Formation of Galaxy Clusters — from the Core to the Outskirts

Galaxy clusters are the largest virialized structures in our Universe, which contains massive dark matter halos and very hot intracluster medium (ICM). Generally speaking, galaxy clusters evolve in a self-similar way. But there are two main processes that could break the self-similarity of galaxy clusters, i.e. active galactic nucleus (AGN) feedback and cluster mergers. In this talk, I will discuss the effects of these two processes on the formation of galaxy clusters. In the cluster center, X-ray bubbles are inflated by the powerful jets and buoyantly rise outwards. Internal waves excited by these buoyant bubbles may play a very important role in heating the ICM. On the other hand, cluster mergers could re-distribute the matter in galaxy clusters on the Mpc scale. Shock fronts and contact discontinuities are naturally formed during this supersonic process. Our study shows that the merger shock could detach from the gas halo which drives it and travels to the large cluster radius. A "habitable zone" populated by the runaway merger shocks may exist in cluster outskirts, where the shock strength can be maintained or even amplifi ed.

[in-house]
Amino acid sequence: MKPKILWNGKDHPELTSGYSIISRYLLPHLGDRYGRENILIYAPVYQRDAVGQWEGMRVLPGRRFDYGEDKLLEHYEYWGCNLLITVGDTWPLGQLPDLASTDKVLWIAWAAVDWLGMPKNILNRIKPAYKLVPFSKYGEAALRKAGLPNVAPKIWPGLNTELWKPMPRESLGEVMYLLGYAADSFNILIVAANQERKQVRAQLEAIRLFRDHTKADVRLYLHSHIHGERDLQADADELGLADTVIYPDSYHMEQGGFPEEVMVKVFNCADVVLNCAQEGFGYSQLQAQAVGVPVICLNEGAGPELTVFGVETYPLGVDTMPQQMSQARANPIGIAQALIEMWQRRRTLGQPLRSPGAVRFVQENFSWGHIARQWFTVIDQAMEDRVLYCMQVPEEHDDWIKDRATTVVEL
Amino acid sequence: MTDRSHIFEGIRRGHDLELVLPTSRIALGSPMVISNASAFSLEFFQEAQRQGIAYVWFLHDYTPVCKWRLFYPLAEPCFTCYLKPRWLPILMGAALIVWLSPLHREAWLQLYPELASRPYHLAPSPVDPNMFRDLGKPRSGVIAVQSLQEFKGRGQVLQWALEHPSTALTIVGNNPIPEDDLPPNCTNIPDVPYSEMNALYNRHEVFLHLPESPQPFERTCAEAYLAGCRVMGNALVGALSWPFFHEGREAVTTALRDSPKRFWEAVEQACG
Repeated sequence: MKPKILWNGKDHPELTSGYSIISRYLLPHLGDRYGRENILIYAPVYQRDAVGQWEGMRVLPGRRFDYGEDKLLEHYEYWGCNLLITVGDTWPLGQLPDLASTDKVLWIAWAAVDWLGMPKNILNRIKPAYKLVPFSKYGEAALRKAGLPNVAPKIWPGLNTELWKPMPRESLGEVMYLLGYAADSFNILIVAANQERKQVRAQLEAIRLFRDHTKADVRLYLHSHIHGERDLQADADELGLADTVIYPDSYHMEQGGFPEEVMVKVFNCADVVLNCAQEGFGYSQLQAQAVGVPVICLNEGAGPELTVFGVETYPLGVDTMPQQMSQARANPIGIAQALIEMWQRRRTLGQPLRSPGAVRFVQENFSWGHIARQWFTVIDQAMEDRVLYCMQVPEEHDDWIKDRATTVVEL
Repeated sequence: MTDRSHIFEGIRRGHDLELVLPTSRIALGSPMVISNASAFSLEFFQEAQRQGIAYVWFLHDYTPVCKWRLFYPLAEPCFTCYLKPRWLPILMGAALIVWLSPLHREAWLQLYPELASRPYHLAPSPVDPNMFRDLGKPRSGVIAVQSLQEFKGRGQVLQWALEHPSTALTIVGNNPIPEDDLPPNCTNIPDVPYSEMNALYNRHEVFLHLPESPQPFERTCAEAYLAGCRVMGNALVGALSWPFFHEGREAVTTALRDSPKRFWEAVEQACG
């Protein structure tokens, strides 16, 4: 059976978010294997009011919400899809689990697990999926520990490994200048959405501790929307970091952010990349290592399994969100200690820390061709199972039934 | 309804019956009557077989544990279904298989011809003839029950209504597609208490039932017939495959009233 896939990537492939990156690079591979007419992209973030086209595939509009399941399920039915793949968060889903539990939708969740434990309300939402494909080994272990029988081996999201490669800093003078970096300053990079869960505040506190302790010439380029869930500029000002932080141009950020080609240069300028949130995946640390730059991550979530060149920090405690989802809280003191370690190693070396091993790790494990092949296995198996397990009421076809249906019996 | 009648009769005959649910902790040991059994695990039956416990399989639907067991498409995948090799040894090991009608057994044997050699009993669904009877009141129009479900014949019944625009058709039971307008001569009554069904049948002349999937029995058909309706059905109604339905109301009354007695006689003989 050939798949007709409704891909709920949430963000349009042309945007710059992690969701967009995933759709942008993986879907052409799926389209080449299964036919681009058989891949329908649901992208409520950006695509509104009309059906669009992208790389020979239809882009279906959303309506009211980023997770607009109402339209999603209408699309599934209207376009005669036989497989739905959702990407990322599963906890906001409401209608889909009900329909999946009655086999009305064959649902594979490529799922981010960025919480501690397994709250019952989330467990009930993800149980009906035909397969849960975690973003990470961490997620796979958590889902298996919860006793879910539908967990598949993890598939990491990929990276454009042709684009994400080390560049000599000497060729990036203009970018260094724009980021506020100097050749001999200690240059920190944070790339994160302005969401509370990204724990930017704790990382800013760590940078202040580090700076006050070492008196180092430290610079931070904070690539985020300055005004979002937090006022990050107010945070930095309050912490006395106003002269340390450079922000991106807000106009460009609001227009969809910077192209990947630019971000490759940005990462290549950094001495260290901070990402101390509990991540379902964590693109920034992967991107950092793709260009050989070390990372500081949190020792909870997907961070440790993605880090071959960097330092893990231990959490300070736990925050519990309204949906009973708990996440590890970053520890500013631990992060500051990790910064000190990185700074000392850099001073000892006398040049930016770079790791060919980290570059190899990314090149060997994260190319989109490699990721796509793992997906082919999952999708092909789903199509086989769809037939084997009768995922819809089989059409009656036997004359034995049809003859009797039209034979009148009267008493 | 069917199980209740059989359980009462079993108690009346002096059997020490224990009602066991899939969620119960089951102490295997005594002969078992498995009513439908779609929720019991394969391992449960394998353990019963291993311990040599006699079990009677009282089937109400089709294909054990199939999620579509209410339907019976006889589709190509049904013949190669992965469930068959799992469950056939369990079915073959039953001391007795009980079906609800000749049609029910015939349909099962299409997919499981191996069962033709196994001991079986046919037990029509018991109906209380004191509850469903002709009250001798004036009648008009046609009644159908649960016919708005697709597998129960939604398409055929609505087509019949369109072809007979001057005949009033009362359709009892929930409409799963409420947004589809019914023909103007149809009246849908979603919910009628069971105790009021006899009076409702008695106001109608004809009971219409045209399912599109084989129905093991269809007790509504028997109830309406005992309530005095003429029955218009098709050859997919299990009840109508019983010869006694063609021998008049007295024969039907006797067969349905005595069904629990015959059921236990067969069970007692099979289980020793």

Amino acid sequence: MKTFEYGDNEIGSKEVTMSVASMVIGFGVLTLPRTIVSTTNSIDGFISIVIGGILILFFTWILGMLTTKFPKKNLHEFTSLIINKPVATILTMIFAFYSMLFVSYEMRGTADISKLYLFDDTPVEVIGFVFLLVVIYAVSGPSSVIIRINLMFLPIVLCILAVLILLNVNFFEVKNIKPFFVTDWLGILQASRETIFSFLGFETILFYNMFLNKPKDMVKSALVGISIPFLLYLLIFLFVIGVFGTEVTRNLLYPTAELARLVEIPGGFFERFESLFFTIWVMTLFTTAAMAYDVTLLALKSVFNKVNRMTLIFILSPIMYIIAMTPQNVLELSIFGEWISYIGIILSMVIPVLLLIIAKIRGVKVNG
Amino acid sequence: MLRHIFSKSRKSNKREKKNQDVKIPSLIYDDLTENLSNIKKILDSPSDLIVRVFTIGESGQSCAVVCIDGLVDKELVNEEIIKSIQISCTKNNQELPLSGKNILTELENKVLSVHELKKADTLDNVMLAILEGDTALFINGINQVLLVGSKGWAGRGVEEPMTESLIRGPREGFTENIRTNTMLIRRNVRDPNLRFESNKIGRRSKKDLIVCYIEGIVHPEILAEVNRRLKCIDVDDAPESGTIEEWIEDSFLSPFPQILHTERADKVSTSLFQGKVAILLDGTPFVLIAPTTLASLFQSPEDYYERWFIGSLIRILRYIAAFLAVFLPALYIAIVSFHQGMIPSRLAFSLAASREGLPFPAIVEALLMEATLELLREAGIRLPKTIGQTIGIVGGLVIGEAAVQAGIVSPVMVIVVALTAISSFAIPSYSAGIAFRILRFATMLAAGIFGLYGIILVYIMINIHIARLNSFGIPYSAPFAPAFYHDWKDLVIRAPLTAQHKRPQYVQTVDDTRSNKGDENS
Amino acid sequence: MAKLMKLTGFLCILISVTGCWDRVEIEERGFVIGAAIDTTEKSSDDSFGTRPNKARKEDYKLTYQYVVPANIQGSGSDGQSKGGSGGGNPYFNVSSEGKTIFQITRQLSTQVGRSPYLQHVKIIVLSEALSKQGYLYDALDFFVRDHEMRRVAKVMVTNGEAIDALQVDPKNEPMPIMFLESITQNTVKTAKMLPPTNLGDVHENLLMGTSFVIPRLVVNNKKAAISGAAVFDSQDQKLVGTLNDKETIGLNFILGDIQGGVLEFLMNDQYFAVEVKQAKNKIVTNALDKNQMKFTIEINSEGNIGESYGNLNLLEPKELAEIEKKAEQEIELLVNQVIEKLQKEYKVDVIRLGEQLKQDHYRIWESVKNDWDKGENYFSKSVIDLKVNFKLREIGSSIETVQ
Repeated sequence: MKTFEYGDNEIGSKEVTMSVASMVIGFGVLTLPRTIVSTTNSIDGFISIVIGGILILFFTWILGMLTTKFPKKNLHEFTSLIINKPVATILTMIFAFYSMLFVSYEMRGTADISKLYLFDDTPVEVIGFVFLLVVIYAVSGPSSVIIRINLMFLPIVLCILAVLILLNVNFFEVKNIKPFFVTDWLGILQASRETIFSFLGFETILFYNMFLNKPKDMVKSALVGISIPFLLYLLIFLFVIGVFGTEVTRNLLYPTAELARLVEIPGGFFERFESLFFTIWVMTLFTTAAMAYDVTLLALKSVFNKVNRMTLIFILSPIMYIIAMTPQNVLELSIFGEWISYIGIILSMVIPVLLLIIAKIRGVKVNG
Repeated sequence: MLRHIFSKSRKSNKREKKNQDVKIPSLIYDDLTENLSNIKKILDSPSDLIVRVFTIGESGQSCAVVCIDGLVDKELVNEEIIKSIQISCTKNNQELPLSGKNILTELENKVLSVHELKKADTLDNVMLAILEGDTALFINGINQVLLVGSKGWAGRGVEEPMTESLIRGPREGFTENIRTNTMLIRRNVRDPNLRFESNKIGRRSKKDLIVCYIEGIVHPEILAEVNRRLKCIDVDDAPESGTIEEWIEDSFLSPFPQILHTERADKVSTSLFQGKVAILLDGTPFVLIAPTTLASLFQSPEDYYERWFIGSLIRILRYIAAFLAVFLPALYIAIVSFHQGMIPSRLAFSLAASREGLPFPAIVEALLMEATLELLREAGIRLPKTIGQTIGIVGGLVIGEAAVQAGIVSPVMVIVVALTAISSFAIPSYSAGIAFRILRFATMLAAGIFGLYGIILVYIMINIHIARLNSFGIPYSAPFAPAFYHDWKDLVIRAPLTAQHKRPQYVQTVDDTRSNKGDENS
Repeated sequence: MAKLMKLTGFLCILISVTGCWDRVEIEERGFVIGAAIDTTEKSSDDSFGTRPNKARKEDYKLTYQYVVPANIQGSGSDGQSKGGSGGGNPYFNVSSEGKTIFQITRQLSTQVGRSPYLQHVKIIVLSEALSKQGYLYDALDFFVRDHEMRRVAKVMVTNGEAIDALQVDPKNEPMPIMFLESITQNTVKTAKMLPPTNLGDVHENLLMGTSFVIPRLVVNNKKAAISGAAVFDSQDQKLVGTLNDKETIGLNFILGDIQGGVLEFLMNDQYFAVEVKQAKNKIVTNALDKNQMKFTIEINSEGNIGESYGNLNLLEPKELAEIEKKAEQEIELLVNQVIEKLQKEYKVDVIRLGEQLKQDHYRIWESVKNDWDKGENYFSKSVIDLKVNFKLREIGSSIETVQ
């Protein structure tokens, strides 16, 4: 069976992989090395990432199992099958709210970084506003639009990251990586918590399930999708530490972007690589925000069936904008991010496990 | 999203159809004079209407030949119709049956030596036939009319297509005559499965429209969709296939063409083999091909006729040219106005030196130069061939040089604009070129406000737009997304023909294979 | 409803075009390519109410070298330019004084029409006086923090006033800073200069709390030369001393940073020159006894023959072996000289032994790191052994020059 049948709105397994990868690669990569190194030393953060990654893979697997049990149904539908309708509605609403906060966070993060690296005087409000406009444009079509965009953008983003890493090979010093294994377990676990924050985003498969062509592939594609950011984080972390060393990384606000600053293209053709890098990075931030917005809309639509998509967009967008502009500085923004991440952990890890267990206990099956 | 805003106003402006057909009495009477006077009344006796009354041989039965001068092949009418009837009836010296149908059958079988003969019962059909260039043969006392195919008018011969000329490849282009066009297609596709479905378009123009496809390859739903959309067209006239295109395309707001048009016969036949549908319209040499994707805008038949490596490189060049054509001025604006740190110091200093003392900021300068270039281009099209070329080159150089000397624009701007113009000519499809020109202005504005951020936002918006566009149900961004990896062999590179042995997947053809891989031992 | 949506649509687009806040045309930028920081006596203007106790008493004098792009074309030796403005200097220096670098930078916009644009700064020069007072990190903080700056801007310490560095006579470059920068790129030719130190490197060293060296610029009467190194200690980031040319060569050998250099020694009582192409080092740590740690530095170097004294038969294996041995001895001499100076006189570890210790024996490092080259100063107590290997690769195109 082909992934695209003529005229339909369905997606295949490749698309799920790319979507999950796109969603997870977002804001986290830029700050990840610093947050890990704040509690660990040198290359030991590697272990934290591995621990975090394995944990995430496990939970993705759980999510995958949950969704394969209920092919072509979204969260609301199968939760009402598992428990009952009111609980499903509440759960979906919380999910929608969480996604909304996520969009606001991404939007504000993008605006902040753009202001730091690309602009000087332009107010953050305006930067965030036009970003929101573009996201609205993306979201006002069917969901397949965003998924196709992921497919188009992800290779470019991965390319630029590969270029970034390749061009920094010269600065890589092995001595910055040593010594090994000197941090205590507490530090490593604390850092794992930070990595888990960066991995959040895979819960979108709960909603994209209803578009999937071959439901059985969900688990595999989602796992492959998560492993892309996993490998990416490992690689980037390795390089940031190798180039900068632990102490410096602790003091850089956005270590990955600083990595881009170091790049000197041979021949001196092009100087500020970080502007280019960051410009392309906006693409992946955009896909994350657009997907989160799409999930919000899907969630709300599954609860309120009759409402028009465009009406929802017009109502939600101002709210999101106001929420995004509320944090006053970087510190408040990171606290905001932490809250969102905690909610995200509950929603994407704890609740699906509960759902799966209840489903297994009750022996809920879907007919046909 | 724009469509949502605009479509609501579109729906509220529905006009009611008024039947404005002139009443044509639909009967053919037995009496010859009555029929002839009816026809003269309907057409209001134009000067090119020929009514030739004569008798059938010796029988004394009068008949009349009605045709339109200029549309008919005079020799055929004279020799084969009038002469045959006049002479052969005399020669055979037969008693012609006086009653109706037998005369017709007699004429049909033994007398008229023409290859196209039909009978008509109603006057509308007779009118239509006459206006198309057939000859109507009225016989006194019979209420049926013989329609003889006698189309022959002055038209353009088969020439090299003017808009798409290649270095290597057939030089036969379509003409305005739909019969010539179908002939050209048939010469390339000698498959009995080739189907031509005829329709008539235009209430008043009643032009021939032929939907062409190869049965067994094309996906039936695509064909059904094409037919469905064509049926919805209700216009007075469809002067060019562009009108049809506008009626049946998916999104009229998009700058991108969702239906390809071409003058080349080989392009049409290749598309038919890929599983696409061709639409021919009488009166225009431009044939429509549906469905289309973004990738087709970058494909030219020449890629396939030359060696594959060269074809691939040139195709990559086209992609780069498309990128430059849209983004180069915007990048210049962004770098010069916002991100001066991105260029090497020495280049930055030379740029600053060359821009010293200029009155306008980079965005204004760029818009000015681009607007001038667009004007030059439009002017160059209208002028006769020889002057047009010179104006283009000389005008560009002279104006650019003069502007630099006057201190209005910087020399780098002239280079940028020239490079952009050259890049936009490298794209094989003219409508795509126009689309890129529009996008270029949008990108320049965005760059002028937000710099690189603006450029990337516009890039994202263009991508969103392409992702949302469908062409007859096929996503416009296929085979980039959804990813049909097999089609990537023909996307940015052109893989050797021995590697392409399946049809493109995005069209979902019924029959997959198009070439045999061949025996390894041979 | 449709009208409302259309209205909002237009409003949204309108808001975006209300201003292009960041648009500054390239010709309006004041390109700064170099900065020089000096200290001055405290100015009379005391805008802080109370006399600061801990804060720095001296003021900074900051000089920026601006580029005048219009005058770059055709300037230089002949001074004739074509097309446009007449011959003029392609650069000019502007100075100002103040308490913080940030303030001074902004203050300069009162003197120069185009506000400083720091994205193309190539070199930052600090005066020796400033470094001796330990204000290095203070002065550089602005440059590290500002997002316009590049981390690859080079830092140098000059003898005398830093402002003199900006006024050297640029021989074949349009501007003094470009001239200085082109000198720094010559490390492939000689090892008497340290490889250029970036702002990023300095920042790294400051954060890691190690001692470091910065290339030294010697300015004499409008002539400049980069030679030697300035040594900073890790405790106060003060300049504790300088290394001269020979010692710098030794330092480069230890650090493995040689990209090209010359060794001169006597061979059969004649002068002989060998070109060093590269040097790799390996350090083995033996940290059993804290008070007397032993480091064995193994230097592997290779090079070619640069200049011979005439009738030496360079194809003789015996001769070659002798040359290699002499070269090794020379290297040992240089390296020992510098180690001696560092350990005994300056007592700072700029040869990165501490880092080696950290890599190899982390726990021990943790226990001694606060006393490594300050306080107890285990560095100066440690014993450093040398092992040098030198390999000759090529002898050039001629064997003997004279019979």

Congyao Zhang,MPA, Garching Germany
KIAA 1st Meeting Room
Wednesday, September 4, 2019 - 12:00PM to Wednesday, September 4, 2019 - 1:00PM